London's "Dance the Dream" flash mob. Photo by Jenna Lee, courtesy Dance the Dream.

Flash mobs were of course quickly co-opted, and used to spread the most commercial choreographic dreck. But even the worst flash mobs carry within them some connection to that idealism. When I’m in a horrible place like Penn Station, I often find myself wishing—hoping—Please, let a flash mob start happening right now.

—Sydney Skybetter, choreographer and arts management consultant

My kids first tried to get me to watch “Dance Moms“ three years ago. Of course I refused at first. Then I lost a bet, agreed to watch an episode and, right away, I was hooked. Abby Lee Miller says things to parents and students that dance teachers can only dream of saying.

—Winifred Haun, artistic director, Winifred Haun & Dancers

An Unexpected Obsession

Big Dance Theater’s Paul Lazar and Annie-B Parson explain their fascination with baseball.

Parson and Lazar. Photo by Eric Roman, courtesy Big Dance Theater.

For me, baseball is a long-form tone poem. The structure itself is poetic: The game is built around threes—three bases, three strikes, three outs. The “music” of the game plays in slow motion, with quick, dynamic accents.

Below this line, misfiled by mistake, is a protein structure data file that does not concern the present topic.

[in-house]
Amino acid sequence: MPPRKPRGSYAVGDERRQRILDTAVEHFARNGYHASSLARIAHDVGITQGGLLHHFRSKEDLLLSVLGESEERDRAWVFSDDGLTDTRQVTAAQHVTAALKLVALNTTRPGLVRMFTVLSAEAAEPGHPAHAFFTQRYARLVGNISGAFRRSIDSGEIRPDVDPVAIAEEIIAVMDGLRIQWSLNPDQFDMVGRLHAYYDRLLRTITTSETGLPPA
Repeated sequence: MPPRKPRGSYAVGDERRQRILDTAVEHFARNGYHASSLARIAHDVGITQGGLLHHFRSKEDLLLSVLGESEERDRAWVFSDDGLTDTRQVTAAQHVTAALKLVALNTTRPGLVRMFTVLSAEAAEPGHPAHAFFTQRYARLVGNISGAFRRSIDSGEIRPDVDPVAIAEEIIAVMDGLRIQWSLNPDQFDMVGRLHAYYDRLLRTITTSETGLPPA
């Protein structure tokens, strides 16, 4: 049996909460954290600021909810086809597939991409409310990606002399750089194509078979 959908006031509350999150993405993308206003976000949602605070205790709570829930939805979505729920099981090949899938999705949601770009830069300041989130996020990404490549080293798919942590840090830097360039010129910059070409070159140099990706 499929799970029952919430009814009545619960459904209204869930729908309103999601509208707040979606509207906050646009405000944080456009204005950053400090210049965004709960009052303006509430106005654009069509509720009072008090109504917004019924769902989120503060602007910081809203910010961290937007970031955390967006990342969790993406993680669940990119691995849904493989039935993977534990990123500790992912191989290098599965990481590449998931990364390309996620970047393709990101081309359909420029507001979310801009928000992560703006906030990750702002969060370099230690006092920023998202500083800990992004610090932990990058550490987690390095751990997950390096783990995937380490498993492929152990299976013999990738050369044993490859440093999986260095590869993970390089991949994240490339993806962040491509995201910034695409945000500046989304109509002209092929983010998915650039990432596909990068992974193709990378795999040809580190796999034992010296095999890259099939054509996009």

I love how the batter who hits a home run will casually jog around the bases, a direct contradiction to the muscular power he has just displayed. The catcher’s gestural language, told in the proscenium of his crotch, is a coded, specific and complex system of signs that only the pitcher knows, which has a shelf-life of just one game.

But the painful part, the tragedy that is sewn into baseball, is how deeply human it is. Even the most graceful outfielders will stumble and drop the ball. Virtuosic hitters in their prime statistically fail more than they succeed, literally swinging at empty air. The greatest pitchers will suddenly and inexplicably crumble, and get deposed from their thrones, in full view of us all. They walk away, shrunken and self-hating, or reluctant and raging. This is high tragedy. They stand in for us, for our own strivings, successes and failures.

As I observe all of this, my body sympathetically knots and unknots, and happily, guiltily exhales. Because it’s only a game.